The Harmon was supposed to be a 49 story reflective gem in CityCenter, Las Vegas. Unfortunately, halfway through its construction, inspections revealed major structural issues. As it turns out, the framework could only handle a building half the size. Adjustments were made, but as more and more structural issues were found, MGM eventually decided to cut their losses, implode the building, and start over.
Trashing something you’ve invested in, financially, mentally, or emotionally, can be really hard to do. But, as Mike Monteiro advises in his “10 New Year’s Resolutions for Designers,” when you try “to save bad work” problems are created, not solved. Certainly, there are instances where persistence is necessary, but sometimes, you’ve got to destroy one thing in order to build something better.
Las Vegas is a town that knows how to do this.
There is an almost Zen-like quality to the architectural flow: one building down, another comes up. Rinse. Repeat.
There are, of course, many arguments to be made against this cycle of destruction and rebirth. For one, it’s a monumental waste of resources. Also, destroying a thing that was working just fine to create a new, but not necessarily better, thing is probably not what Monteiro meant. Still, when you figure out that your first plan won’t hold up in an earthquake, maybe it’s time to order the explosives.
This all might seem a little bit strange for me to be writing on the one year anniversary of my marriage to Brown, but I like to think of it as the natural extension of the message that that started us down this path.
On August 25, 2010, my friend, Alex, and I had the following Facebook exchange:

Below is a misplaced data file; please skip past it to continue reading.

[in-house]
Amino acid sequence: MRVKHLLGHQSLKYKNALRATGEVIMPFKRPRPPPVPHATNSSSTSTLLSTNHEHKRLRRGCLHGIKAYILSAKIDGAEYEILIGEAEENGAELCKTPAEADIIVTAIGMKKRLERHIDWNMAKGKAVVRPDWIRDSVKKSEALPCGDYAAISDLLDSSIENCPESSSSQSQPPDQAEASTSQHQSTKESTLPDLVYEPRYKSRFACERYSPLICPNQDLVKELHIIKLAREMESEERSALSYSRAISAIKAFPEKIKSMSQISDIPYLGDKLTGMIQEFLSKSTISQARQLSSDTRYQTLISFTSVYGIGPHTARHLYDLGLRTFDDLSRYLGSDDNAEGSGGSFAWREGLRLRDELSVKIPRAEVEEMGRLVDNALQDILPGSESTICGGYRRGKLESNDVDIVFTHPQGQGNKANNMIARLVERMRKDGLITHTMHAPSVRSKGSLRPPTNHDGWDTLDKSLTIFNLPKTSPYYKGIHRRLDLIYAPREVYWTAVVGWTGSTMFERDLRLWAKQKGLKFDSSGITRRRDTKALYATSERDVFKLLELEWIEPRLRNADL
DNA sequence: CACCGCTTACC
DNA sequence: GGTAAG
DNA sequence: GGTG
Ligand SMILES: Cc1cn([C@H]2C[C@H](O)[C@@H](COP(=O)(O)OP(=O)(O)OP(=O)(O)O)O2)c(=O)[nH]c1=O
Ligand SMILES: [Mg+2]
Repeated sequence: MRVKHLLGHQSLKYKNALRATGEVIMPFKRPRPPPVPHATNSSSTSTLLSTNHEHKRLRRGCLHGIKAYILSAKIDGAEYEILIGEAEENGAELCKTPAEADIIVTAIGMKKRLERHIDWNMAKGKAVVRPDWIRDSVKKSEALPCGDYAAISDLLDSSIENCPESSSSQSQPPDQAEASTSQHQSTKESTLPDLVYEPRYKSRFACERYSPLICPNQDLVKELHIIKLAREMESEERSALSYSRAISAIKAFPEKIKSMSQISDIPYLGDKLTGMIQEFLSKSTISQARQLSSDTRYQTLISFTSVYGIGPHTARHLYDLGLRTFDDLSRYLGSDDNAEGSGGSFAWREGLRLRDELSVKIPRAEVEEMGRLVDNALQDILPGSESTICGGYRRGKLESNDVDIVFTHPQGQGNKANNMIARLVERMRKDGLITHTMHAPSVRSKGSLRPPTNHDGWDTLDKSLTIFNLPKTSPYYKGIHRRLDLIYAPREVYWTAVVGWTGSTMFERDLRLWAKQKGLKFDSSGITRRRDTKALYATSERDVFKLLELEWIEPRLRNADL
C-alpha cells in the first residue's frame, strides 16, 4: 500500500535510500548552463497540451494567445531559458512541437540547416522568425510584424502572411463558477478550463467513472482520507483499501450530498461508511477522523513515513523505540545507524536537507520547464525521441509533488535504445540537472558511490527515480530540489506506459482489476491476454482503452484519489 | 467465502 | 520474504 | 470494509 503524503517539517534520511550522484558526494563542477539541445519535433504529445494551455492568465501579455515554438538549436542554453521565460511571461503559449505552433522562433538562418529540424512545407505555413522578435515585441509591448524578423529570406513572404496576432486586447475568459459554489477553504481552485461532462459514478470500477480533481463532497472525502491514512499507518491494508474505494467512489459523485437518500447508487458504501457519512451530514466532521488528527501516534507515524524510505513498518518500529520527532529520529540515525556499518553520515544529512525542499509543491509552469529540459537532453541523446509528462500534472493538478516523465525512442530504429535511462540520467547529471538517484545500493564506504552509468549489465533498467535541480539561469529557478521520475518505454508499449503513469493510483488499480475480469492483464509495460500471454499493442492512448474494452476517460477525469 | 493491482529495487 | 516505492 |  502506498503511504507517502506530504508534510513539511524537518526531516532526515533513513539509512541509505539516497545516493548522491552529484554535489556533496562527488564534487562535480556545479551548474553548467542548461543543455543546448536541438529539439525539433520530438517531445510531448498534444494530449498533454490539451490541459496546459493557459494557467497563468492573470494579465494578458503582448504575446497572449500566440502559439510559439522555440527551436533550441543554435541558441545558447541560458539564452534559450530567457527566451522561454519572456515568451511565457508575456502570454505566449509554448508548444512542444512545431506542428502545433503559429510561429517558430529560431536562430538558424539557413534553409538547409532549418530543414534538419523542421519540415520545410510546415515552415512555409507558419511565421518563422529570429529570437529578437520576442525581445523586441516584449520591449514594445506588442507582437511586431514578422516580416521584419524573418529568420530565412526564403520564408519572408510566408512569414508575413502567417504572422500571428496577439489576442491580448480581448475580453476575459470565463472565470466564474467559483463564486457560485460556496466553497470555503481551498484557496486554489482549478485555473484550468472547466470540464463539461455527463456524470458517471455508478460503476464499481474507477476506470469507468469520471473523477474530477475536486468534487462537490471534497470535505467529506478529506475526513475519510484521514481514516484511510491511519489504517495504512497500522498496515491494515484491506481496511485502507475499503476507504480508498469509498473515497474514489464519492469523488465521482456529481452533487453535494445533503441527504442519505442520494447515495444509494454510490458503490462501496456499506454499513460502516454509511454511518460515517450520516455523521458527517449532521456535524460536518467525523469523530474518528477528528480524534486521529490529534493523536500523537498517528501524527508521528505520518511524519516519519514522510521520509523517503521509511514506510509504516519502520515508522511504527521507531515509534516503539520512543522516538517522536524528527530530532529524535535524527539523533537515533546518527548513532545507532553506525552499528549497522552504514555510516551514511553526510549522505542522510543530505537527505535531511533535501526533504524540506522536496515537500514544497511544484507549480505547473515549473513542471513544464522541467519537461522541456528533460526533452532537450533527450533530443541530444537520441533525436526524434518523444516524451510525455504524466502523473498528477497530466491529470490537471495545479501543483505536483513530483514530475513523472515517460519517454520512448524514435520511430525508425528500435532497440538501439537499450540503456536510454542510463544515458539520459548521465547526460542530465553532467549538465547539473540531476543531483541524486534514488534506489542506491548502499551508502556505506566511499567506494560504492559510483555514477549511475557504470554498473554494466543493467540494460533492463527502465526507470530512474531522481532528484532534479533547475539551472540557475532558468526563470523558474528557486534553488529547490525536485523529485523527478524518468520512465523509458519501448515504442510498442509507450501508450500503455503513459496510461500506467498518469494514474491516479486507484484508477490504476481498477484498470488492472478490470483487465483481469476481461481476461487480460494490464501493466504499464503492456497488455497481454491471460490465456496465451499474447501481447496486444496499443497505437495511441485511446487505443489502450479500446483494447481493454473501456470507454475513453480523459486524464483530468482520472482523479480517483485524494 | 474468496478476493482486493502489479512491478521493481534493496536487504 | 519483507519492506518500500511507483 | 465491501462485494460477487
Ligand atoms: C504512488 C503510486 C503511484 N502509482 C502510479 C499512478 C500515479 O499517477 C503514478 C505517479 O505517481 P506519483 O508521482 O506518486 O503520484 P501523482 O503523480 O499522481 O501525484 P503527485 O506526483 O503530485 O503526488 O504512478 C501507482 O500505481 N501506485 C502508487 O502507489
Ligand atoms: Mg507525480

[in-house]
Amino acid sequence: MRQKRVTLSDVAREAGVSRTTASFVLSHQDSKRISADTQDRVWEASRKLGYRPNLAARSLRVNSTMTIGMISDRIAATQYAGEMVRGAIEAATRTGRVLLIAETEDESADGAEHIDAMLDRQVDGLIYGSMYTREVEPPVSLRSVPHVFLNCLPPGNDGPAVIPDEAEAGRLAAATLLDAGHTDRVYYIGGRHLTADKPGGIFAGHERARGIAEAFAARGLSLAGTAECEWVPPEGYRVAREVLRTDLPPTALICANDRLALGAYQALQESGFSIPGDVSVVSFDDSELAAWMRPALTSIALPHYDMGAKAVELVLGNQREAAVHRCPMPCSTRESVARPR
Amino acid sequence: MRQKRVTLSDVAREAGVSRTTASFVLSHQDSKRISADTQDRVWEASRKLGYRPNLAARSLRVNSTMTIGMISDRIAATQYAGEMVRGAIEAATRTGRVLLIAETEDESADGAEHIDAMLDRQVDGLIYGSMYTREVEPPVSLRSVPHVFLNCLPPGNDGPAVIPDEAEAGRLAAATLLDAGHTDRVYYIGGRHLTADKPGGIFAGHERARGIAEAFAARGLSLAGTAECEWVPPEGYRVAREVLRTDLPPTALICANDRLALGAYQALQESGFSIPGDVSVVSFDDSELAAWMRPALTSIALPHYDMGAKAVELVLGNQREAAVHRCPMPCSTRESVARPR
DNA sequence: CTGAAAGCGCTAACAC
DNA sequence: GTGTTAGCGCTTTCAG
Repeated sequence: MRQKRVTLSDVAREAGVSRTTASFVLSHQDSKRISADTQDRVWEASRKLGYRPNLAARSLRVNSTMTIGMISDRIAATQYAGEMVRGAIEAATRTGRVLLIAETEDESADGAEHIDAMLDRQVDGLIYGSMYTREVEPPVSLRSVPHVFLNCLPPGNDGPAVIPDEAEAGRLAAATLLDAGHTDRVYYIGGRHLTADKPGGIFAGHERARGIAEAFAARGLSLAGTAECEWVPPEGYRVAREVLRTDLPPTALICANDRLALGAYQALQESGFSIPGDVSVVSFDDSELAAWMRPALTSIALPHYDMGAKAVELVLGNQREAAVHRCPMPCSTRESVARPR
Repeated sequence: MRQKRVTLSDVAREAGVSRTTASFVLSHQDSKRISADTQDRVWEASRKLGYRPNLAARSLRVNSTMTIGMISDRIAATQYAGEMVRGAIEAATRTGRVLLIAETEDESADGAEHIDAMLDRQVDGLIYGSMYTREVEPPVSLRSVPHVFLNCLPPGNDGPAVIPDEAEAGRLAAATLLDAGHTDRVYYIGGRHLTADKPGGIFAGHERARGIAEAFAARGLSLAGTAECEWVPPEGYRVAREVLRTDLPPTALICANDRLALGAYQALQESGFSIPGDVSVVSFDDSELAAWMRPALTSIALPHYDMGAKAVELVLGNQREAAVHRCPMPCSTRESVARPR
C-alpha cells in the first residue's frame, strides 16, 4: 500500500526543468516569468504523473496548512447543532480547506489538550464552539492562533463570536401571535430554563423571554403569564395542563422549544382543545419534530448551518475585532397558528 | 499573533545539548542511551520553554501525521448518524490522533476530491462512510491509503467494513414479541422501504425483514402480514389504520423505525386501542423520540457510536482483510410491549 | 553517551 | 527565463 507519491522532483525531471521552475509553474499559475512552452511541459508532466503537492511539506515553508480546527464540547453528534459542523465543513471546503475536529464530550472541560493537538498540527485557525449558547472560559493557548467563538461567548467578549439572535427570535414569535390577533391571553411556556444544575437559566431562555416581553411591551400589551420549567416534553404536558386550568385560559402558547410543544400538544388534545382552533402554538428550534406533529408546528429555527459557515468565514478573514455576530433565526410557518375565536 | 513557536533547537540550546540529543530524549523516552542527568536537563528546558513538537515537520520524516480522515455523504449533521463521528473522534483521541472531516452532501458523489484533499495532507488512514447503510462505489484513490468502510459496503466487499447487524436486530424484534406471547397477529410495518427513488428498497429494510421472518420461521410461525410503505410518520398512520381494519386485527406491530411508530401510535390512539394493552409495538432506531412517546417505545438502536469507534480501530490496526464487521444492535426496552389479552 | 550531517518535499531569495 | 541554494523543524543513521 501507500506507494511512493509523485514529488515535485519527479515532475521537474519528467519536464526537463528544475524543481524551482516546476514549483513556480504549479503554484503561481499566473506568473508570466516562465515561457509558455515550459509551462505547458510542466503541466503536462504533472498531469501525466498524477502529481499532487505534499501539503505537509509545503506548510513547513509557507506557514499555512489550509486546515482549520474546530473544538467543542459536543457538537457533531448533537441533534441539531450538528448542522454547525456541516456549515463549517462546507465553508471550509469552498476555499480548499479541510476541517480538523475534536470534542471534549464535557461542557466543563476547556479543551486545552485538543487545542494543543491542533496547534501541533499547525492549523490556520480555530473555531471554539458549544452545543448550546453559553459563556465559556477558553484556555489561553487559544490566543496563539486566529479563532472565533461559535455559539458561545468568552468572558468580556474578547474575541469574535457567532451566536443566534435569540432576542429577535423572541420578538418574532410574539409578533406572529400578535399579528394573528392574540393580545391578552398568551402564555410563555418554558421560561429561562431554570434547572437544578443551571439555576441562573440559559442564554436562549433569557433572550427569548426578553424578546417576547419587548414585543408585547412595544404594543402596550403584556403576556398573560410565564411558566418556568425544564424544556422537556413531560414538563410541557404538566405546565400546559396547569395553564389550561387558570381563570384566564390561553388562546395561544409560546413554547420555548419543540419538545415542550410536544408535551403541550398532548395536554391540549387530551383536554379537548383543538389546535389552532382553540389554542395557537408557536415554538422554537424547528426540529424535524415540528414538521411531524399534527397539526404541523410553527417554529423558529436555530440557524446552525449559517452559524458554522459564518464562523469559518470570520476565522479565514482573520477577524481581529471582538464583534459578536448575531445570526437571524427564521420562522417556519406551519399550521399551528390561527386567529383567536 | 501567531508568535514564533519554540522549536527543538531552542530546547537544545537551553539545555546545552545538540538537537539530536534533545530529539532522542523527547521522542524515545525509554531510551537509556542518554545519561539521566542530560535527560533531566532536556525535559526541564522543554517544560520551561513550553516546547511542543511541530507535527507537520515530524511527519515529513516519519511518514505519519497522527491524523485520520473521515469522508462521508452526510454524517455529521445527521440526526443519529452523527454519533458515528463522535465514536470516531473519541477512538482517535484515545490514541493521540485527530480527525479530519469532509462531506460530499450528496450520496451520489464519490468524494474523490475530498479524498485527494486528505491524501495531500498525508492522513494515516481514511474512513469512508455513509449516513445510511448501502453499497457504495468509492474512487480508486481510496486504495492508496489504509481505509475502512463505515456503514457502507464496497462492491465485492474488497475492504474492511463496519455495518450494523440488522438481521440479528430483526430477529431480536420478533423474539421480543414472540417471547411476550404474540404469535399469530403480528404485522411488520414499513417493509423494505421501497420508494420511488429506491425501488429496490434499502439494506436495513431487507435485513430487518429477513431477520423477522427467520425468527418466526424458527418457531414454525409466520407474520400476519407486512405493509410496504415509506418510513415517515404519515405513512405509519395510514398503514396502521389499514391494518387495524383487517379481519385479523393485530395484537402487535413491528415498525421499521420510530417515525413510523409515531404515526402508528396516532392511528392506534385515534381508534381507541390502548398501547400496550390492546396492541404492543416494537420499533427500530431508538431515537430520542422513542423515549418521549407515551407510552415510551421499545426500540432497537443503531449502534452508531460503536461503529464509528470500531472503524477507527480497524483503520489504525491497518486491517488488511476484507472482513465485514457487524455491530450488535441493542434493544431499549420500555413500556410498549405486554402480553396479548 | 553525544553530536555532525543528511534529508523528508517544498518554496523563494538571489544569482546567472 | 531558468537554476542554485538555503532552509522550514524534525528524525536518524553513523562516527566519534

Within three weeks we were engaged, a few months later he moved to Austin, and almost exactly nine months after “the hurricane message,” we were married.
For our first Christmas, we set a $10 limit on gifts for each other, forcing us both to be creative. Knowing that he would be moving into an apartment directly across the courtyard from mine, I bought a set of walkie-talkies and gave him one.
He gave me this:
As I was looking at this poster last week, I worried that maybe it was sending the wrong message. I was worried that we were becoming too negative, too critical, too destructive. So, I suggested that we edit the sign a bit:
But, when we got home from lunch today, the Post-its had fallen down, and it occurred to me that maybe we didn’t need to change the sign after all.
We will always be motivated by the metaphor of the Hurricane, but it’s not exactly the kind of destruction we are after. We’re not interested in randomly tearing down the world around us. We just want to tear down the obstacles preventing us from building better things.
If you catch us at the wrong time we might appear to be wreaking collective destruction on our house, our websites, our Twitter feeds, etc., but please don’t take it personally. It’s not about you, and it’s not meant to send a message of any sort.
If you give us enough time, we’re hopeful that in the wake of this destruction, we’ll have built something better. We’re not sure exactly what that means, and we know we can’t always control how our actions are interpreted, but we’ve decided to construct our next year with these two mantras in mind:
1) Minimize our consumption
2) Maximize our production
Regarding the first one, yes, we could probably be more disciplined when it comes to recycling, we should probably walk more, and we’d like to eat better too, but beyond that, we’re going to try to consume better ideas. To do so, we need to minimize the amount of information that flows in automatically.
The second one is simple. We are going to work more and create more, more often.
Happy Anniversary to my Creative Partner.
(Awesome digital painting courtesy Stefano Bagnoli: flickr.com/photos/ilbagh/5590168938/)